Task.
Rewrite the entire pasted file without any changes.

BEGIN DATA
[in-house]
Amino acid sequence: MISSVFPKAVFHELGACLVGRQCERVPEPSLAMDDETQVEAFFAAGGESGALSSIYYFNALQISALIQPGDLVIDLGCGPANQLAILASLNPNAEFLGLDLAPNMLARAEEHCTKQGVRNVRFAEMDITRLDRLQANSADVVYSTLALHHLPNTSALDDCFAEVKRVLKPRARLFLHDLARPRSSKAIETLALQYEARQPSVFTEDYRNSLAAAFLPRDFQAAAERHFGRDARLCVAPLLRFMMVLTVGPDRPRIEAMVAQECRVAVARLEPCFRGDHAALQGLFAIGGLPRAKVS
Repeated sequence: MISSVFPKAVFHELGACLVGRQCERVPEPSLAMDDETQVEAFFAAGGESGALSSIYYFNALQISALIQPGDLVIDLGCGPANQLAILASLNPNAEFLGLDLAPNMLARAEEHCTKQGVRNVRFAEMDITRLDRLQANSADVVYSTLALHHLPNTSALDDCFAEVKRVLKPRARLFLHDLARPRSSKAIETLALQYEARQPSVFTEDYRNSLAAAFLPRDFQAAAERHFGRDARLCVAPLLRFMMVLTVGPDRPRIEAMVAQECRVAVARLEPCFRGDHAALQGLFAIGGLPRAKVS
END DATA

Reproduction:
[in-house]
Amino acid sequence: MISSVFPKAVFHELGACLVGRQCERVPEPSLAMDDETQVEAFFAAGGESGALSSIYYFNALQISALIQPGDLVIDLGCGPANQLAILASLNPNAEFLGLDLAPNMLARAEEHCTKQGVRNVRFAEMDITRLDRLQANSADVVYSTLALHHLPNTSALDDCFAEVKRVLKPRARLFLHDLARPRSSKAIETLALQYEARQPSVFTEDYRNSLAAAFLPRDFQAAAERHFGRDARLCVAPLLRFMMVLTVGPDRPRIEAMVAQECRVAVARLEPCFRGDHAALQGLFAIGGLPRAKVS
Repeated sequence: MISSVFPKAVFHELGACLVGRQCERVPEPSLAMDDETQVEAFFAAGGESGALSSIYYFNALQISALIQPGDLVIDLGCGPANQLAILASLNPNAEFLGLDLAPNMLARAEEHCTKQGVRNVRFAEMDITRLDRLQANSADVVYSTLALHHLPNTSALDDCFAEVKRVLKPRARLFLHDLARPRSSKAIETLALQYEARQPSVFTEDYRNSLAAAFLPRDFQAAAERHFGRDARLCVAPLLRFMMVLTVGPDRPRIEAMVAQECRVAVARLEPCFRGDHAALQGLFAIGGLPRAKVS